Can anybody tell me how to write the Assemble Code for below C Code? It seems ARM Cortex M0+ don't have the Boolean Operator for Memory, it only can support the core register R0~R15.
My C Code is as below (IAR EWARM v6.5):
GPIOE_PSOR |= (1 << 20);
GPIOE_PSOR |= (1 << 21);
GPIOE_PCOR |= (1 << 20);
TPM0_C3SC |= TPM_CnSC_CHF_MASK;
My suggestion is to compile your code above, then look at compiler generated assembly listing.
I have spent many hours studying the ARM and ARM thumb instruction set, and have realized that you cant just load registers with immediate data, and perform logical operations as you would with a CISC processor. ARM is a RISC processor. Sometimes it takes two or more ARM instructions to do simple operations. Also, I have found that the tools for compiling and assembling ARM instruction do some magic in that they encode what appears to be simple instructions, into complex operations. For example, a MOV r0,# instruction can be converted to a LDR instruction if the immediate data can not fit into the operand. With the LDR instructions, the immediate value is converted to a constant in memory, and loaded. Also, I have seen some compilers convert a MOV r0,# to a MOV R0,# followed by and ADD R0,# to load the desired operand.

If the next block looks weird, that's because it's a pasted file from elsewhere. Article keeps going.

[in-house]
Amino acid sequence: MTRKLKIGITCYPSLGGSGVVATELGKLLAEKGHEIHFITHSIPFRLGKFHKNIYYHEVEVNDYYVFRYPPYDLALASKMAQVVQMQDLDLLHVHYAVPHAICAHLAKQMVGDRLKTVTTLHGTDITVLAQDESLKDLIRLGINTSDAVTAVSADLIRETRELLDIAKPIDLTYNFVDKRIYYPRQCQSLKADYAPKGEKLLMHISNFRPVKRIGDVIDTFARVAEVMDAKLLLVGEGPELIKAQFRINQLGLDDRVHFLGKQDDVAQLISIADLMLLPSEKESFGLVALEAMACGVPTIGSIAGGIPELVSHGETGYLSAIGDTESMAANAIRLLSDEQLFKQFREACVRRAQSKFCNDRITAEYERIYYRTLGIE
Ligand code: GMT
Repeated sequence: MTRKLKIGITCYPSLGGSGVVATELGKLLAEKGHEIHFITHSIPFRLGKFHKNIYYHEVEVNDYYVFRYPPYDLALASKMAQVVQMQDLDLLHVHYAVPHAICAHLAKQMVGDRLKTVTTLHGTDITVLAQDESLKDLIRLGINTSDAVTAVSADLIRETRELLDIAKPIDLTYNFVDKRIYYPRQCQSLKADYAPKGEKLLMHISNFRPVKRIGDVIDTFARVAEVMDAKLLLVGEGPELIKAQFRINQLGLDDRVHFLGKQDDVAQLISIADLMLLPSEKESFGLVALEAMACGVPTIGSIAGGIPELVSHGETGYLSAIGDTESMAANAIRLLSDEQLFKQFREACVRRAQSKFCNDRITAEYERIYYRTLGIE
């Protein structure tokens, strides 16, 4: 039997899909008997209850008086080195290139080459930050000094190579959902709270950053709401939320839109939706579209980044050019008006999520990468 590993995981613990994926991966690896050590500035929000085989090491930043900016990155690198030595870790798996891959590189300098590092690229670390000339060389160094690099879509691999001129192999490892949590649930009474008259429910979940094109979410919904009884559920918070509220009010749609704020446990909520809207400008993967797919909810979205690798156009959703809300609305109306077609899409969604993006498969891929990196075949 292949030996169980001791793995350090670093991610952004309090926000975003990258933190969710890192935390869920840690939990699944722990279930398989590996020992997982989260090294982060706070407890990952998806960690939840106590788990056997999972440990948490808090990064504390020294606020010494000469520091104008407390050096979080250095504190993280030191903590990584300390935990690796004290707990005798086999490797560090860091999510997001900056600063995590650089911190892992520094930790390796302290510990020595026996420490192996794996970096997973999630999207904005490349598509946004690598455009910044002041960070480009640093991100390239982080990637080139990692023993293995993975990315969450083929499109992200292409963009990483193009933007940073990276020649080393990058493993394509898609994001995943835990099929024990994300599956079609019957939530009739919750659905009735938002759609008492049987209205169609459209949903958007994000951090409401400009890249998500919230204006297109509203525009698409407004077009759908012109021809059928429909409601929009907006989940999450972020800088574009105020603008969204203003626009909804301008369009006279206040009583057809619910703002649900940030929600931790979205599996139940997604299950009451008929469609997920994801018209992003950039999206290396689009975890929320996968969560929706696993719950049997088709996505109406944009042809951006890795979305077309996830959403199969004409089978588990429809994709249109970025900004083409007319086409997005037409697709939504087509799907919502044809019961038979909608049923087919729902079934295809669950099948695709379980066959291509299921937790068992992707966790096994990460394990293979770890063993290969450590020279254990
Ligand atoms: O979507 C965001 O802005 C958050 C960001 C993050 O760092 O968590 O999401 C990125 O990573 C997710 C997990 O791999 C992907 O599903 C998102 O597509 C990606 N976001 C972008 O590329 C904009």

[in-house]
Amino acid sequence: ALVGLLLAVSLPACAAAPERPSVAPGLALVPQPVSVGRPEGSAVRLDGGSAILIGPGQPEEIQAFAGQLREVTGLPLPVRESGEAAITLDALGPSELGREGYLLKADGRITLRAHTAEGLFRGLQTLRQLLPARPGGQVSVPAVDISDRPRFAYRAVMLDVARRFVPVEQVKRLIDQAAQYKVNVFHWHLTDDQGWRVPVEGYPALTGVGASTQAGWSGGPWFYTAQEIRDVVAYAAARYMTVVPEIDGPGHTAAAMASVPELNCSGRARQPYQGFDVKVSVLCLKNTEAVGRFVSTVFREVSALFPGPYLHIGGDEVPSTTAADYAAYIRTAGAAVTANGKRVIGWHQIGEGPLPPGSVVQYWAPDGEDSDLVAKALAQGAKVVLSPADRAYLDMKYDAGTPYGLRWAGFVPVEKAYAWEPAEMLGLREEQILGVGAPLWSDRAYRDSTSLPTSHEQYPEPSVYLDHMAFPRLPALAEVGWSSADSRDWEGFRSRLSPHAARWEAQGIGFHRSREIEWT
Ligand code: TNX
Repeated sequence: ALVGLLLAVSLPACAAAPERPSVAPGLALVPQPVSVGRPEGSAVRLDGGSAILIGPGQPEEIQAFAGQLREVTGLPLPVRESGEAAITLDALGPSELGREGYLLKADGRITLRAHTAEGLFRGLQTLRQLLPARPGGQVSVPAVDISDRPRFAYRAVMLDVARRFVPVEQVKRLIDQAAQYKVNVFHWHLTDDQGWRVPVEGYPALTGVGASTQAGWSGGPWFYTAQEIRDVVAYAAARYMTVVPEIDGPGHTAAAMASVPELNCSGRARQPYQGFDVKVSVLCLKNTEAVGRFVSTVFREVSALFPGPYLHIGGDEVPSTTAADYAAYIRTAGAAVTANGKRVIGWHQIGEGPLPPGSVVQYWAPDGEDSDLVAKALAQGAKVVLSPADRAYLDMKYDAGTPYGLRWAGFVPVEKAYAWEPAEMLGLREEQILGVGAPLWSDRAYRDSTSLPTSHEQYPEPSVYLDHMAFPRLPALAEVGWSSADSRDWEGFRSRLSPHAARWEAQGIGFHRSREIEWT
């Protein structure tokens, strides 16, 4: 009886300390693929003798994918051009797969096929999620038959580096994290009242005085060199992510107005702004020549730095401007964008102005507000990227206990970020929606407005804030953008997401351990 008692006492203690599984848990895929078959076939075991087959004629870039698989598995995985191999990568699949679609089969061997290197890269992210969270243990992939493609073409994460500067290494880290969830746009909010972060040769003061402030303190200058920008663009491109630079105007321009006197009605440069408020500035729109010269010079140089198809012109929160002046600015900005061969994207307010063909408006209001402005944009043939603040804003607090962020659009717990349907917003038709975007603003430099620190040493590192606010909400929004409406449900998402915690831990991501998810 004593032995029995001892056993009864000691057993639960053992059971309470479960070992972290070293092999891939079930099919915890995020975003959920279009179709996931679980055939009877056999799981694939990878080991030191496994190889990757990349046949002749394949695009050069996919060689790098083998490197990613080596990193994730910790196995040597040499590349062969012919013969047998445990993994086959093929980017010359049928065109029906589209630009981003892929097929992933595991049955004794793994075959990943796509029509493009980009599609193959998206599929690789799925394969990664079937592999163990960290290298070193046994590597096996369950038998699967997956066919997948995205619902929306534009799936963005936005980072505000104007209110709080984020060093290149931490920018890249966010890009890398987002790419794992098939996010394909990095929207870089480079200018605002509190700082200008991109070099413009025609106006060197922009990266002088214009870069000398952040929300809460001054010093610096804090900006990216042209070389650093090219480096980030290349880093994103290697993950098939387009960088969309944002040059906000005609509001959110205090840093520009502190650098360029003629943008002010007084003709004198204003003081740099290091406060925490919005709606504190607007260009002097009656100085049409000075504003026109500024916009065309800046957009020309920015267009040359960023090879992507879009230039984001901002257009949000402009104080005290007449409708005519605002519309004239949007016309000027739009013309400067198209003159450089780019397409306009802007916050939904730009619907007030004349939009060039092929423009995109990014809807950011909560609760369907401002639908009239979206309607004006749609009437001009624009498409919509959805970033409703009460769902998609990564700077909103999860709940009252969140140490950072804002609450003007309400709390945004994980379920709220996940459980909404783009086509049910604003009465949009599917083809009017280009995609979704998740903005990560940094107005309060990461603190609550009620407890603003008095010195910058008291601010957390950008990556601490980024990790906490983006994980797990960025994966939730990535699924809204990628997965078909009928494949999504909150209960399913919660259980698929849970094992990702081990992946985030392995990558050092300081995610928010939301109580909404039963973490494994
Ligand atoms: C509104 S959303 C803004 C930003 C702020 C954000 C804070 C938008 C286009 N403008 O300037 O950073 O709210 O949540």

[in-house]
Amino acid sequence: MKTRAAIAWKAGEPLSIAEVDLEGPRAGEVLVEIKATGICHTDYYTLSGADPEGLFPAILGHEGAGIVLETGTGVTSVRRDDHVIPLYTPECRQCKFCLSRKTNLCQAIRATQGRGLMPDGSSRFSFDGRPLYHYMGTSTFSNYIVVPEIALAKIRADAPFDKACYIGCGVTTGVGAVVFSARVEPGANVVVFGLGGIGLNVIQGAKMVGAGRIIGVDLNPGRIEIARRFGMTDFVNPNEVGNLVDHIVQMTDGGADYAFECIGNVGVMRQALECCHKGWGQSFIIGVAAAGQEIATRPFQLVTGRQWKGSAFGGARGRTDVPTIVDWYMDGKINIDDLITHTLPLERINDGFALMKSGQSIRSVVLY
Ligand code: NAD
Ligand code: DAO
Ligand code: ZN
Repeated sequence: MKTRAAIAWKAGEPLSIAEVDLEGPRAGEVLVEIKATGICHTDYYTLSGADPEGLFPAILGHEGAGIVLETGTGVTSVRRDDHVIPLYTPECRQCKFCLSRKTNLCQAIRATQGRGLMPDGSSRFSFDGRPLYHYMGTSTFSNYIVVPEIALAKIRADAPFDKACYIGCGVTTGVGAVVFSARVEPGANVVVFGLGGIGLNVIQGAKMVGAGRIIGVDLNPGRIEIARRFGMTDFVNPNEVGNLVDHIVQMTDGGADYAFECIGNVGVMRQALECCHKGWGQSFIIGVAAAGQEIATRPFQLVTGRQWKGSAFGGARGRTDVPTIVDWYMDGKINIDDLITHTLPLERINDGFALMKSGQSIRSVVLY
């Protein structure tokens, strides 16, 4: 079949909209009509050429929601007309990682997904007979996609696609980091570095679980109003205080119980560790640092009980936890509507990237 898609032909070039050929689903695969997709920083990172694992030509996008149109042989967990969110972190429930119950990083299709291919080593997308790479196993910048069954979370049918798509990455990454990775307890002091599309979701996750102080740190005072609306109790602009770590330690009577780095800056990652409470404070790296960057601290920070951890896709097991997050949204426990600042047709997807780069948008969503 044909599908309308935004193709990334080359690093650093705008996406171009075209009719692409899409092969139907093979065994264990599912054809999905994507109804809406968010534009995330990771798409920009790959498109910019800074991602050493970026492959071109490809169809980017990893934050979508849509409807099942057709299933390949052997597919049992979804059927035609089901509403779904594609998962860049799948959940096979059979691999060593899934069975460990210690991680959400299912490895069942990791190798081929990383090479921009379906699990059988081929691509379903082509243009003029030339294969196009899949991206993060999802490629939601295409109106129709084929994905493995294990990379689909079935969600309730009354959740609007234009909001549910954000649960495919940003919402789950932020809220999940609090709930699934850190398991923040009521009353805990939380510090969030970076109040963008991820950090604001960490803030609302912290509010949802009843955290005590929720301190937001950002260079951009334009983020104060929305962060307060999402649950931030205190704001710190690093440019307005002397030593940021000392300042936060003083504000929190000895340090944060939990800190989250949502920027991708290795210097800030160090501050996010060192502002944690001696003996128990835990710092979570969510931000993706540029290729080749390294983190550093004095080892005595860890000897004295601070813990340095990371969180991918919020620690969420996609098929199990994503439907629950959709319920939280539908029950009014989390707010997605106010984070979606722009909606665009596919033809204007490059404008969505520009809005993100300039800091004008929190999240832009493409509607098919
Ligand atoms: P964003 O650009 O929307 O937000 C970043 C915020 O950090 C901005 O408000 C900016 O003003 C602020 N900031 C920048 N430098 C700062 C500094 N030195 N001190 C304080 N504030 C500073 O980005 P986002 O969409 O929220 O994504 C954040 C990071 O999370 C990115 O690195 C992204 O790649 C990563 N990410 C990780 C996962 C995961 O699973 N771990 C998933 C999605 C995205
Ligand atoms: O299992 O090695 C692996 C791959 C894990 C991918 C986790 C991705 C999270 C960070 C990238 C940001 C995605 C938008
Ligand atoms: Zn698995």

One thing that puzzled me for some time is that the ARM instruction set shows that the immediate data in a MOV rN,#data can only be 8 bit data, but when I look at dissassembled code from a compiler I see things like :
mov r3, #28672 . How can this be? Its because although the operand is only 8 bits, there can be a 4 bit shift value which rotates the 8 bit value right by the desired amount. For this case its 7 rotated right 4 times. Any value that cannot be loaded with this method is pieced together either with MOV's and ADD's or LDR
Hope this helps
The OP needs to try and understand the difference between = and |= operators and how the PSOR and PCOR registers work. Those registers perform the desired logical operations when used with the = operator! I find it annoying to see this error in many posts on this forum. The code is wrong because it generates useless codewords and machine cycles - and in some cases unexpected side effects. The Kinetis has many of those registers with built-in logical functions and they need to be used properly.